• Nausea
  • Vomiting

Because alcohol can increase the concentration of cannabinoids absorbed into your bloodstream, drinking in moderation while also consuming cannabis can put you at greater risk of cannabis over-intoxication, or “greening out,” especially in novice cannabis consumers.

Greening out is an unpleasant experience that can include chills, sweating, nausea, dizziness, increased heart rate, and a feeling of disorientation.

If you’re with someone who has passed out after being cross-faded — and especially if there is a risk of alcohol poisoning — the best move you can make is to call 911 and request help from a medical professional. The risks of drinking too much, especially when combined with consuming cannabis, should not be underestimated.

How long does being cross-faded last?

How long being cross-faded lasts will vary widely from person to person depending on the rate at which their body can process alcohol and cannabis.

According to the National Institute on Alcohol Abuse and Alcoholism, an individual’s ability to process alcohol “is controlled by genetic factors, such as variations in the enzymes that break down alcohol, and environmental factors, such as the amount of alcohol an individual consumes and his or her overall nutrition.”

The duration of the cannabis-related effects of being cross-faded depends not only on genetic factors related to a person’s unique endocannabinoid system but also on the chosen consumption method. If you, for example, drink after taking an edible, you’ll likely be cross-faded for longer than if you smoked a joint after drinking.

How many drinks does it take to be considered cross-faded?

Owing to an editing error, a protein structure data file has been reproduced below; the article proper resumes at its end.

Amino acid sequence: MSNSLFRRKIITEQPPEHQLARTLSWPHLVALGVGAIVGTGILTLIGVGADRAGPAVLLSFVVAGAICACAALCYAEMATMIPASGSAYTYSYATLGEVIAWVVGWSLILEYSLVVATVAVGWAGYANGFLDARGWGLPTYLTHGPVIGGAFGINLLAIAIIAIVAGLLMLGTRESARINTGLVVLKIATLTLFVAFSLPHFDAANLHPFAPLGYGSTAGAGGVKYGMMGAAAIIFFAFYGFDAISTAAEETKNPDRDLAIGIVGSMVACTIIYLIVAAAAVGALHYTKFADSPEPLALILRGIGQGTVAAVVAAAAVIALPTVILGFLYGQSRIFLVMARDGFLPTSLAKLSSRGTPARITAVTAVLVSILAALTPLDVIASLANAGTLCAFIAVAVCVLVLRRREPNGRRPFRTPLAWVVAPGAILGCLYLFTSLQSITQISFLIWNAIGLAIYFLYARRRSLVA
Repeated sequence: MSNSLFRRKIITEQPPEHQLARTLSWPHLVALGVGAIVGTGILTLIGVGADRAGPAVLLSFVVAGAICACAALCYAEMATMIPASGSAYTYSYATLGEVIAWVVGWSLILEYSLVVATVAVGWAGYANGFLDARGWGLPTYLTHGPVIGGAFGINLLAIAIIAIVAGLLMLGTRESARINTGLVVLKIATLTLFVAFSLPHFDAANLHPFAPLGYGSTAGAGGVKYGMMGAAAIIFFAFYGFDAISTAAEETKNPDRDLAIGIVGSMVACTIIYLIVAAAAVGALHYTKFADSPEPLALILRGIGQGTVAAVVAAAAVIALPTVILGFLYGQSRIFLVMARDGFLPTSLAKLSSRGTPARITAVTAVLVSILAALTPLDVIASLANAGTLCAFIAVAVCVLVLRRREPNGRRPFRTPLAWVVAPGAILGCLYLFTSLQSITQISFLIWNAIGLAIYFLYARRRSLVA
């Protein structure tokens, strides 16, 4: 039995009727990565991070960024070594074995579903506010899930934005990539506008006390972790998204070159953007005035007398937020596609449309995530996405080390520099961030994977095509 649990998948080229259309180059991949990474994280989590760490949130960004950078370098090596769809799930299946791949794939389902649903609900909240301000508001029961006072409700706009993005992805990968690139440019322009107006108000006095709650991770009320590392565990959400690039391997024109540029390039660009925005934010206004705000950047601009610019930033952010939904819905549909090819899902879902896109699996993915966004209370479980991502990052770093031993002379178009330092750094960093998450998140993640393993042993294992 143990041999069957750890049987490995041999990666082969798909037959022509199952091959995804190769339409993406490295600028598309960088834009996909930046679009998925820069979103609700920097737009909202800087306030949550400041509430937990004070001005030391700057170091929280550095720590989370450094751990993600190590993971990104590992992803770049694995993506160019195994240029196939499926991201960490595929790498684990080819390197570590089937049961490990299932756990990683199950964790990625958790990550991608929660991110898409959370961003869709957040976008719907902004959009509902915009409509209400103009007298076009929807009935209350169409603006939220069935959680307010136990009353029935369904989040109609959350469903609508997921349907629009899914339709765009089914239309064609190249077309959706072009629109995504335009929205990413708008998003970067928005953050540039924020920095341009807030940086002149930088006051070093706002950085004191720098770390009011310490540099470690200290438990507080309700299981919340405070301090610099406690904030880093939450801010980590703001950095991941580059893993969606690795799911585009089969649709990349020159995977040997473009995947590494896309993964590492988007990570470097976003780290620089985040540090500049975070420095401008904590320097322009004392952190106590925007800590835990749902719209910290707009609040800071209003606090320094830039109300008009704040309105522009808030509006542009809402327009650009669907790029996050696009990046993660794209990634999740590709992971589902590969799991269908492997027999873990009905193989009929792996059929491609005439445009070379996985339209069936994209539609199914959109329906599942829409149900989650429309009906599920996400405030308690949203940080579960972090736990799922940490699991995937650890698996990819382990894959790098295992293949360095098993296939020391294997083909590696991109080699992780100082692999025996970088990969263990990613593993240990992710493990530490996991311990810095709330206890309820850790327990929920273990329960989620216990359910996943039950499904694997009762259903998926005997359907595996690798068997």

There isn’t necessarily a specific number of drinks you’d need to have (in addition to your cannabis consumption) that would designate you as officially cross-faded. 

According to the 2018 language survey mentioned above, you don’t even necessarily need to be intoxicated to be cross-faded; 43% of those surveyed said the term referred to consuming alcohol and cannabis simultaneously, while only 25% specified that a cross-faded individual is both drunk and high.

In short, this means that whether you’re “crossed” or not depends entirely on how you’re feeling rather than some objective metric. If you do choose to consume alcohol and cannabis at the same time, be sure to pay attention to how you’re feeling and take things slow to give yourself the best chance of avoiding a negative outcome.

What to do if you’re crossfaded and how you can stop being cross-faded

If you’re cross-faded and having an unpleasant experience, there isn’t any single trick that will instantly sober you up. There are, however, ways to help decrease the negative impact of being cross-faded. First, you should take stock of your symptoms. If you’re at risk of passing out, recruit the help of a friend, sit or lie down somewhere comfortable, and slowly sip on a glass of water. 

If you don’t feel like you’re going to pass out but do feel dizzy and nauseous (“the spins”), you should still let another person know about your condition and do your best to find a quiet place to rest until you feel a bit better. One folk remedy for the spins is to lie down on a flat surface, such as a bed, and place one foot on the floor. This trick hasn’t been scientifically tested but anecdotal reports suggest it may lessen the spins. 

How to stop vomiting when cross-faded

Unfortunately, if you’re cross-faded and vomiting, you’ll likely just have to wait until your body is finished throwing up. Get yourself a bucket or go to a bathroom and settle in.

Your priority should be staying hydrated by sipping water or a drink specifically designed to help your body hydrate quickly, such as Pedialyte. If possible, ask someone else to stay with you or, at least, check in on you periodically. Should you pass out while vomiting, there is a chance that you’ll choke on your vomit. This can have a fatal result.